The Blame Game/Fault Lines

By Robert Ecksel on October 4, 2011
The Blame Game/Fault Lines
Boxing was what it was. Boxing is what it is. Boxing will be what it will be. (Robert Ecksel)

Boxing is a dark art performed in the dead of night, and nothing is going to change that simple fact…

How do we apportion blame for the current state of boxing? No one disputes that there is much that is wrong. Nor is there much argument that there’s plenty of blame to go around. MMA’s rise has contributed to boxing’s decline, but that is a recent phenomenon, and we’d be naïve to believe that the boxing establishment isn’t at least partly responsible for the situation as it now exists.

We all realize that boxing isn’t the sport it was once, and that tomorrow it may not be the sport it is today. In the past, boxing, along with horseracing, of all things, was the most popular sport in the U.S. In those days professional baseball had as much impact as minor league ball has today. Football was a sport of speed and movement. Basketball was a minority sport that shunned minorities. And hockey was a game they played in Canada.

Boxing as it exists today is event-driven and star-based, yet the stars that generate substantial pay-per-view revenue are growing old and aging fast. Young fighters are being nurtured, and often protected, in an attempt to fill the void. But some voids are harder to fill than others. Regular TV has shunned boxing for decades. Cable has stepped into the breach, but even cable’s relationship to boxing waxes and wanes. Look no further than late lamented USA’s Tuesday Night Fights, which got bounced to be replaced by wrestling, or the stalwart HBO, whose dominance in the fight game has been slowly eroded by lack of interest from the parent company and the competition flexing its muscles.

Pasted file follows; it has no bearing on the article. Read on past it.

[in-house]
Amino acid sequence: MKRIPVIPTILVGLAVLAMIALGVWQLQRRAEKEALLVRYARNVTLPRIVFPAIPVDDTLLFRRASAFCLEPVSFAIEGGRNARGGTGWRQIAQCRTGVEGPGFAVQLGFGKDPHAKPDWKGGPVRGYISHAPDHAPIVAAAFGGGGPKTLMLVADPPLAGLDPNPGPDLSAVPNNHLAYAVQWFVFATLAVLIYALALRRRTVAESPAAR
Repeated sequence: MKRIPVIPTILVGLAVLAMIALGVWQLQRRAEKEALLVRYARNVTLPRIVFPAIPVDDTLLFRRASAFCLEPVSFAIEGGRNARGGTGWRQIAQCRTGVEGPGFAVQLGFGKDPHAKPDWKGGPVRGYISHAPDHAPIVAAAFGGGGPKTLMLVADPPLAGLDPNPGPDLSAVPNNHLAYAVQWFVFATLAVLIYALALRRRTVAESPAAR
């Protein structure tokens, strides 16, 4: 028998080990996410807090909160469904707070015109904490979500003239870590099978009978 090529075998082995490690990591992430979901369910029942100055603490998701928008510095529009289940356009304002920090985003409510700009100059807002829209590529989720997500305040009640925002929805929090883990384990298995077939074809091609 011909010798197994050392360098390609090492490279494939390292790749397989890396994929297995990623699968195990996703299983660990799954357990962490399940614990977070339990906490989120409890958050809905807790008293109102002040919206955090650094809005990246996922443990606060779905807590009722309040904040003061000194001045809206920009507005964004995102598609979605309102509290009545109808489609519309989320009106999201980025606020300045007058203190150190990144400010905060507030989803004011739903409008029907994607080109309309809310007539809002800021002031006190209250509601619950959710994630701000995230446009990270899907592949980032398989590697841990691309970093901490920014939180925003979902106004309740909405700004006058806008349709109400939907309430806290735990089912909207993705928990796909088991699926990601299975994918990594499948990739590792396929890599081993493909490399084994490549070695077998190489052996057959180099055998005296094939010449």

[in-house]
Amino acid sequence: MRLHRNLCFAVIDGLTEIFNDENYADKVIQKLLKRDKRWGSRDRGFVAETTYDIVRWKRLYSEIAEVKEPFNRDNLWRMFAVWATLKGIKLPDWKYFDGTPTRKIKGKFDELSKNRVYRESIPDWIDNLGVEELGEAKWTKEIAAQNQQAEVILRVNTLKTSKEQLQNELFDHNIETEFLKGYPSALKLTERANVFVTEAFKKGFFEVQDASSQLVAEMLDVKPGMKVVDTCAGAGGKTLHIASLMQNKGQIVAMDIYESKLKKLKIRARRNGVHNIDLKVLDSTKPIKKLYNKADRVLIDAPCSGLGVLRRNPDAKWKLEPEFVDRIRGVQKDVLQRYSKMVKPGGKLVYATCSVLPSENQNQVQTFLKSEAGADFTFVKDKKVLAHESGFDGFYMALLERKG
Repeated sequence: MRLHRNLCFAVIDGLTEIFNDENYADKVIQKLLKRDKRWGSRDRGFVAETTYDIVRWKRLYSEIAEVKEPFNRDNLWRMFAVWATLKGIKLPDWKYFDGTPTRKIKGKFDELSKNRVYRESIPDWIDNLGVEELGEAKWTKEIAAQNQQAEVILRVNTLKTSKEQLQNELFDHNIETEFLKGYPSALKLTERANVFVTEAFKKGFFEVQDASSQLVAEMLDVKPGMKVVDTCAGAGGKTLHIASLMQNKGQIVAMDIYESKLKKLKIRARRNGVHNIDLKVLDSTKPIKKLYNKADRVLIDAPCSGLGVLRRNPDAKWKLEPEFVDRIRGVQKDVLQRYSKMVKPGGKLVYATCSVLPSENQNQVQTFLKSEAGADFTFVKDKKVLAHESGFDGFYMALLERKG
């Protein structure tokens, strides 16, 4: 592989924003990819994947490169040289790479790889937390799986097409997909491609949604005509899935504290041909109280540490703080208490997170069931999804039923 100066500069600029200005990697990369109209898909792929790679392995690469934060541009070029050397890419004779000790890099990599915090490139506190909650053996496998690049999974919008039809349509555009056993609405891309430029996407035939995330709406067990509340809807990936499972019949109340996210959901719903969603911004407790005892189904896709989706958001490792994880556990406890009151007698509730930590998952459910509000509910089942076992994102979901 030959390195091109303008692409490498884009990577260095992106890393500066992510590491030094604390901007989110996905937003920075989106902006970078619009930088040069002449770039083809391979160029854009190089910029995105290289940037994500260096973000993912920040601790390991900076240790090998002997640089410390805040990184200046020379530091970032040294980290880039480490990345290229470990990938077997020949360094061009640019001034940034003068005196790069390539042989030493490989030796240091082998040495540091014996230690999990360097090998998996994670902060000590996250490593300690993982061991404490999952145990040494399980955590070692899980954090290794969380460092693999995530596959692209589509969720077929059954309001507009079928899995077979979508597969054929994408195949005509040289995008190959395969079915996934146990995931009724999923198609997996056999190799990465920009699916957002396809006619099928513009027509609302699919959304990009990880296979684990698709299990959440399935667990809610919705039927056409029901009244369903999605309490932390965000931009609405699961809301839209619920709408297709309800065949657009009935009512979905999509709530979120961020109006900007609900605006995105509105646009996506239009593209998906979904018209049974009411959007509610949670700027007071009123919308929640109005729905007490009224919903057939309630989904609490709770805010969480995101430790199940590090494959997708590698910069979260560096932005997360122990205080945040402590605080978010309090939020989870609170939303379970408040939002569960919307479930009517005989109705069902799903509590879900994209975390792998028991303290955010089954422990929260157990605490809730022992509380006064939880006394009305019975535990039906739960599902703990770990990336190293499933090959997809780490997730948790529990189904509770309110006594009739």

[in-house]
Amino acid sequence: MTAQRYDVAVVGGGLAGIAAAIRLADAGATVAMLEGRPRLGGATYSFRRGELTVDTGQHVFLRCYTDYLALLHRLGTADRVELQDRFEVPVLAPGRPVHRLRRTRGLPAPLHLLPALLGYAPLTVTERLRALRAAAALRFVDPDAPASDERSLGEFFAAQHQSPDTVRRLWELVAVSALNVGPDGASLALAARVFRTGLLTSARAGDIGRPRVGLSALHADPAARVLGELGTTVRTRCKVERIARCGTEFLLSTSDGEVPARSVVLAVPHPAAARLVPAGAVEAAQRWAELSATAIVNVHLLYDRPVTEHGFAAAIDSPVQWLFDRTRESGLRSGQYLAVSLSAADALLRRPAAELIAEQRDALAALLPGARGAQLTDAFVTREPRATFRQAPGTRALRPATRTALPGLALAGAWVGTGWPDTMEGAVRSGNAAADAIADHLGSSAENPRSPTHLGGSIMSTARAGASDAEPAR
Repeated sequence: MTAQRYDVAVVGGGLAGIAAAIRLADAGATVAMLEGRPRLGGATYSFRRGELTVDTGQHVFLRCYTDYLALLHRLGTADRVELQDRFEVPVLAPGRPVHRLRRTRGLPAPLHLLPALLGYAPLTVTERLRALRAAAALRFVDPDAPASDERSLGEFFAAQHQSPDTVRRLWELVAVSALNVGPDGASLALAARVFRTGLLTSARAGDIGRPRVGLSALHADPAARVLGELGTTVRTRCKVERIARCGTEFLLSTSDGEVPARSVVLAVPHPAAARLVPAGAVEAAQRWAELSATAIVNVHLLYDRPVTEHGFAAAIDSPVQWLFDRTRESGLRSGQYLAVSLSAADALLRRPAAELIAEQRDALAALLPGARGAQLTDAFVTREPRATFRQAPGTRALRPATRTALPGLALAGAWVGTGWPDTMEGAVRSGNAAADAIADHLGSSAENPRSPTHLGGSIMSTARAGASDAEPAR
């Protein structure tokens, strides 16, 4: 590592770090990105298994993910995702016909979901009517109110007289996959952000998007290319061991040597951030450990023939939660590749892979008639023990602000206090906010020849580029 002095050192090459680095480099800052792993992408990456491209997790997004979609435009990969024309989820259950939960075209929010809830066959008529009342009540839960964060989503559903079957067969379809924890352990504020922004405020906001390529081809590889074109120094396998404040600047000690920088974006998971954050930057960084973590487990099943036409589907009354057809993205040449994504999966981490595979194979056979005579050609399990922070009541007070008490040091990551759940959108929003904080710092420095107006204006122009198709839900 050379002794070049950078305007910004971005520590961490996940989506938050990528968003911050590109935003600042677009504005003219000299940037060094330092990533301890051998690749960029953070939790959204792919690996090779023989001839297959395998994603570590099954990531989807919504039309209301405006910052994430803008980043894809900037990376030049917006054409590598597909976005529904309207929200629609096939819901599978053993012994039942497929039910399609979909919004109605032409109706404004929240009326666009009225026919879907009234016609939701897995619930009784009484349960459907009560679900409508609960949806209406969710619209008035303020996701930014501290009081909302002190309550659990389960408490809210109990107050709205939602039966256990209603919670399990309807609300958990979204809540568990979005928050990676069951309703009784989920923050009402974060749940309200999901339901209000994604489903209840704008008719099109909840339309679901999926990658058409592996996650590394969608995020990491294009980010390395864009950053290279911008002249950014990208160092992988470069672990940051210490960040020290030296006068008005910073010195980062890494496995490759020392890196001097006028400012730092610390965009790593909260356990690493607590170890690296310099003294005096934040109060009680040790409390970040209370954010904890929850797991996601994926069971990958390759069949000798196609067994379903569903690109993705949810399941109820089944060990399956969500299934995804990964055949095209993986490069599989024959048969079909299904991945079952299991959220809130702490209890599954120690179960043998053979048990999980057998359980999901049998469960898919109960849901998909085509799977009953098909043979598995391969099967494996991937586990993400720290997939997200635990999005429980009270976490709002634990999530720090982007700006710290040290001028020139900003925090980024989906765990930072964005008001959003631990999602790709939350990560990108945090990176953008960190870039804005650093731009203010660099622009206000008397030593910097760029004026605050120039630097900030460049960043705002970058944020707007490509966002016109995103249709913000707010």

So who is responsible for the way things are today? There are two views we can take. We can take the macro view, the broad view, the view that values perspective and considers boxing in light of its long and often squalid history. Or we can take the micro view, the narrow view, and isolate a single culprit (or handful of culprits) as the source of boxing’s ills. If we take the long view we encounter a sport filled with rogues and rascals from its inception. A quick glance at the dearly departed 20th century, for example, features such world-class characters as Tex Ricard, Doc Kearns, James Norris and the International Boxing Club, Frankie Carbo, Blinky Palermo, Mike Jacobs and his 20th Century Boxing Club, and a ragtag parade of fight fixers, bag men, freeloaders, scoundrels and incompetents, leading to terrible decisions, unnecessary deaths, and a besmirched reputation. Boxing’s sordid underbelly isn’t a pretty picture, but it’s an accurate picture, and to deny that that rich dark loam doesn’t support boxing roots is to deny an unpleasant truth.

If we want to point fingers, there are a million directions from which to choose. Is it the fault of the fighters, the low men on the totem pole, all of whom are poorly educated and hence no match for the powers that be? Most of them are underpaid, underappreciated, and underinsured, and end up as BoxRec footnotes, little more than lining for the dustbin of history. How about the trainers, the brains behind the brawn, the cornermen whose artfulness over the centuries has degenerated into artlessness in our time, with a few notable exceptions? Or maybe it’s more fundamental than that. Maybe it’s the fault of capitalism, the corrosive heartbeat of exploitation, where big money doesn’t equal big excellence, where bottom feeders and the bottom line share the same first name.